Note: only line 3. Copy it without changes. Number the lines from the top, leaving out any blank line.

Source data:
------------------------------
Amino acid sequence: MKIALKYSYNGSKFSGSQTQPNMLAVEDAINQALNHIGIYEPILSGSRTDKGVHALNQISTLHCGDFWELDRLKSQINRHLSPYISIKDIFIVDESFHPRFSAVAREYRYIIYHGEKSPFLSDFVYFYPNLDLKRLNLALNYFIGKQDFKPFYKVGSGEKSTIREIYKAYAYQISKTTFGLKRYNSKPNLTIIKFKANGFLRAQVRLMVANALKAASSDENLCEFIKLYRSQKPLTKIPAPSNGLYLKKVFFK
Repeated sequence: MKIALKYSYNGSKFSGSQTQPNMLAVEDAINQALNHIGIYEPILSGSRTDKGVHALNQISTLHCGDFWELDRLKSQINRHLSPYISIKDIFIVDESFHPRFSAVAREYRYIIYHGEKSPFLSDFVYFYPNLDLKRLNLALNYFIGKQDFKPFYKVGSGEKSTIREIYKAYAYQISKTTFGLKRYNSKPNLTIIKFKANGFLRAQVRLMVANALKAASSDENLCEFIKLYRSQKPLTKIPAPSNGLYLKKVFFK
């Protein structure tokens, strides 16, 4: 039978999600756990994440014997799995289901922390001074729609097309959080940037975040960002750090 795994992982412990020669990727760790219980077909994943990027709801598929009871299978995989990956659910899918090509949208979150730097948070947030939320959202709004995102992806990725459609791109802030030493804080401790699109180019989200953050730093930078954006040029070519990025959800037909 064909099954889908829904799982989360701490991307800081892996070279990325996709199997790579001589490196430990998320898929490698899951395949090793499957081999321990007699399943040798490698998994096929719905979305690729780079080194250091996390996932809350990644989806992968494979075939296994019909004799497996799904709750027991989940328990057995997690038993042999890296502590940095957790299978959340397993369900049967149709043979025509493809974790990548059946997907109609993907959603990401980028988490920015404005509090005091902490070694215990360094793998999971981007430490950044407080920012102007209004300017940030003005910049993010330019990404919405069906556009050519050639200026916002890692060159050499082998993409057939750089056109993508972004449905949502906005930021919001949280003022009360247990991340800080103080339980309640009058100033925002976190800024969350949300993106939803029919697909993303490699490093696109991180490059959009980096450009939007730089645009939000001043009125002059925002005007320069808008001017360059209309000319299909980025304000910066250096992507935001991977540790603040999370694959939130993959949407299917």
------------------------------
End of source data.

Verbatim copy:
């Protein structure tokens, strides 16, 4: 039978999600756990994440014997799995289901922390001074729609097309959080940037975040960002750090 795994992982412990020669990727760790219980077909994943990027709801598929009871299978995989990956659910899918090509949208979150730097948070947030939320959202709004995102992806990725459609791109802030030493804080401790699109180019989200953050730093930078954006040029070519990025959800037909 064909099954889908829904799982989360701490991307800081892996070279990325996709199997790579001589490196430990998320898929490698899951395949090793499957081999321990007699399943040798490698998994096929719905979305690729780079080194250091996390996932809350990644989806992968494979075939296994019909004799497996799904709750027991989940328990057995997690038993042999890296502590940095957790299978959340397993369900049967149709043979025509493809974790990548059946997907109609993907959603990401980028988490920015404005509090005091902490070694215990360094793998999971981007430490950044407080920012102007209004300017940030003005910049993010330019990404919405069906556009050519050639200026916002890692060159050499082998993409057939750089056109993508972004449905949502906005930021919001949280003022009360247990991340800080103080339980309640009058100033925002976190800024969350949300993106939803029919697909993303490699490093696109991180490059959009980096450009939007730089645009939000001043009125002059925002005007320069808008001017360059209309000319299909980025304000910066250096992507935001991977540790603040999370694959939130993959949407299917």